14.  Marianne Williamson– Entrepreneur/Author , California– 67 (Last 20: 16)

13.  Steve Bullock – Governor, Montana – 53 (Last 20: #13)

12.  Tulsi Gabbard – Congresswoman, Hawaii – 38 (Last 20: #12)

11.  Tom Steyer – Businessman, California – 62 (Last 20: #11)

10.  Julian Castro – Former HUD Secretary, Texas – 45 (Last 20: #9)

9.   Andrew Yang – Entrepreneur, New York – 44 (Last 20: #8)

8.   Amy Klobuchar – Senator, Minnesota – 59 (Last 20: #10)

7.   Beto O’Rourke – Former Congressman, Texas – 47 (Last 20: #7)

6.   Cory Booker – Senator, New Jersey – 50 (Last 20: #6)

5.   Pete Buttigieg – Mayor, Indiana – 37 (Last 20: #5)

4.   Kamala Harris – Senator, California – 54 (Last 20: #4)

3.   Bernie Sanders – Senator, Vermont – 78 (Last 20: #3)

2.   Joe Biden – Former Vice President, Delaware – 76 (Last 20: #1)

1.   Elizabeth Warren – Senator, Massachusetts – 70 (Last 20: #2)


14 to the Power of 20

deblasio sestak sanders

20 Days Ago…

I’ve continued the Power Ranking of the 20 Democratic Candidates for the 2020 Democratic Primary to be concluded on its 20th iteration the day of the 2020 Iowa Caucus.

Since the last list… Another candidate has withdrawn, Kirsten Gillibrand… The ten candidates that qualified had their 3rd debate of the 2020 cycle. It was notable by the rather solid performances from most candidates, with the exception of Julian Castro, who received negative criticism for a comment about Vice President Biden’s memory…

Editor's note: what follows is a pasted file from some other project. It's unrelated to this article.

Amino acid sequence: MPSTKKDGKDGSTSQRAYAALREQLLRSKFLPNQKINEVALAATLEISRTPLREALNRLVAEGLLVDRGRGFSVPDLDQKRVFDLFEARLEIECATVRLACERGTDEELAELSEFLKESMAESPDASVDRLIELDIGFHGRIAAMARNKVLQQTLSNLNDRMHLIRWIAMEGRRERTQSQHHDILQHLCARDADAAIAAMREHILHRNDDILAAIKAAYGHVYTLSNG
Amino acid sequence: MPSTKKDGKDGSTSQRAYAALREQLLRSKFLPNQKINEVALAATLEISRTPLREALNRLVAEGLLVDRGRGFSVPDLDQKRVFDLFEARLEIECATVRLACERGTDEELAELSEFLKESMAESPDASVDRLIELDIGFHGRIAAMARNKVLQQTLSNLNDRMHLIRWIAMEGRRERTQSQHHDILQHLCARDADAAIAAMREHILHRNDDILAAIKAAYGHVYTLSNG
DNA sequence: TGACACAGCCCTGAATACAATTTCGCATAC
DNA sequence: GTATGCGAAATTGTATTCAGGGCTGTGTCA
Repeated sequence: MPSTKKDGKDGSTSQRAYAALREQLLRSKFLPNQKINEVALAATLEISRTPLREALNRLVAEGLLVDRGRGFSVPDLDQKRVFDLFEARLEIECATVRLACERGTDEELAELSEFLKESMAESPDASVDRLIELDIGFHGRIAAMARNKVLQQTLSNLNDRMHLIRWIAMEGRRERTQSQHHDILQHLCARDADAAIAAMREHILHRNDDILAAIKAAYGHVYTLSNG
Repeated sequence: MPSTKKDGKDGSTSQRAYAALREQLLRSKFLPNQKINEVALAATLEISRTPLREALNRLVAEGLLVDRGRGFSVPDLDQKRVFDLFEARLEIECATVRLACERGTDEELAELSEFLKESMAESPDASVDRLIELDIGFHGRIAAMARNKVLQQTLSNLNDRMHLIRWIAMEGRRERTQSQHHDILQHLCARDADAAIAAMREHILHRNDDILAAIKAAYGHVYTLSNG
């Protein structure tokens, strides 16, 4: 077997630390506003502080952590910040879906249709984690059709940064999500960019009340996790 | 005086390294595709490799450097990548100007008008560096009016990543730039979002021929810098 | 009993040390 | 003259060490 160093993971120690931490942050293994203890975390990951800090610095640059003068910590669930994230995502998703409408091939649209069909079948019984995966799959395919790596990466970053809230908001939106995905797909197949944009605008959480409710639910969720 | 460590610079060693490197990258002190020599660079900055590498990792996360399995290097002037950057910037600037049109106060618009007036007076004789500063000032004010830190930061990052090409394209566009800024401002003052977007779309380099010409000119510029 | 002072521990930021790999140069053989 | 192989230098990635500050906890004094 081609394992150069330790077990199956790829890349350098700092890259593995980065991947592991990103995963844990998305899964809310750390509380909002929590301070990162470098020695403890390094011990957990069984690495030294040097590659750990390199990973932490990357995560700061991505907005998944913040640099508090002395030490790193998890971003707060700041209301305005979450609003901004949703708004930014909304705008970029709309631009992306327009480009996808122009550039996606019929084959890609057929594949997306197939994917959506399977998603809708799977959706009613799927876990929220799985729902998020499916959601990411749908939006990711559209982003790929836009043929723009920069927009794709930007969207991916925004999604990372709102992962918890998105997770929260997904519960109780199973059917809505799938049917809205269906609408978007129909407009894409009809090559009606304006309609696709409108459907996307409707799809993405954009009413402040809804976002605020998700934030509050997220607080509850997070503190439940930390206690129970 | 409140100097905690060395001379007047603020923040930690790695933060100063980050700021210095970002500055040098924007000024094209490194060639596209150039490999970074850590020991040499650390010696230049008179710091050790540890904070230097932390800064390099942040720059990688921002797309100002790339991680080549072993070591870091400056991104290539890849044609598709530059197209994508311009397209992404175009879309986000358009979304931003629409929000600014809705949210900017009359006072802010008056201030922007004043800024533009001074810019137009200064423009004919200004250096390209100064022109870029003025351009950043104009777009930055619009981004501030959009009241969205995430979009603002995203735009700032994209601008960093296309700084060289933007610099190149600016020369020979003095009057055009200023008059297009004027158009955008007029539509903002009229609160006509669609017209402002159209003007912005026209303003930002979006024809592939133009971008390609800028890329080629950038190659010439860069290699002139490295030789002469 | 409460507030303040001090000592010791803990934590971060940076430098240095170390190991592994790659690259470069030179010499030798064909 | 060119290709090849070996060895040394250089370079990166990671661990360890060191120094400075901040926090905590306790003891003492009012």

Reminder, this is a “power ranking” and not a list of my favorites in the order I’d like them. But taking in the news cycle over the last 20 days and other pertinent data, this ranking is just a snapshot of where I think the candidates are and where the voters are in their likelihood to select them as the Democratic Nominee for the 2020 Presidential Race.

So don’t be mad at me. Tell your candidate to get better.

So without further adieu…

20.  Wayne Messam – Mayor, Florida – 45 (Last 20: Unranked)

19.  Joe Sestak – Former Congressman, Pennsylvania– 67 (Last 20: #20)

18.  John Delaney – Former Congressman, Maryland – 56 (Last 20: #19)

17.  Bill De Blasio – Mayor, New York – 58 (Last 20: #18)

16.  Marianne Williamson– Entrepreneur/Author , California– 67 (Last 20: 17)

15.  Tim Ryan – Congressman, Ohio – 46 (Last 20: #15)

14.  Michael Bennet – Senator, Colorado– 54 (Last 20: #16)

13.  Steve Bullock – Governor, Montana – 53 (Last 20: #14)

12.  Tulsi Gabbard – Congresswoman, Hawaii – 38 (Last 20: #13)

11.  Tom Steyer – Businessman, California – 62 (Last 20: #12)

10.  Amy Klobuchar – Senator, Minnesota – 59 (Last 20: #10)

9.   Julian Castro – Former HUD Secretary, Texas – 45 (Last 20: #8)

8.   Andrew Yang – Entrepreneur, New York – 44 (Last 20: #7)

7.   Beto O’Rourke – Former Congressman, Texas – 46 (Last 20: #9)

6.   Cory Booker – Senator, New Jersey – 50 (Last 20: #6)

5.   Pete Buttigieg – Mayor, Indiana – 37 (Last 20: #5)

4.   Kamala Harris – Senator, California – 54 (Last 20: #4)

3.   Bernie Sanders – Senator, Vermont – 78 (Last 20: #3)

2.   Elizabeth Warren – Senator, Massachusetts – 70 (Last 20: #2)

1.   Joe Biden – Former Vice President, Delaware – 76 (Last 20: #1)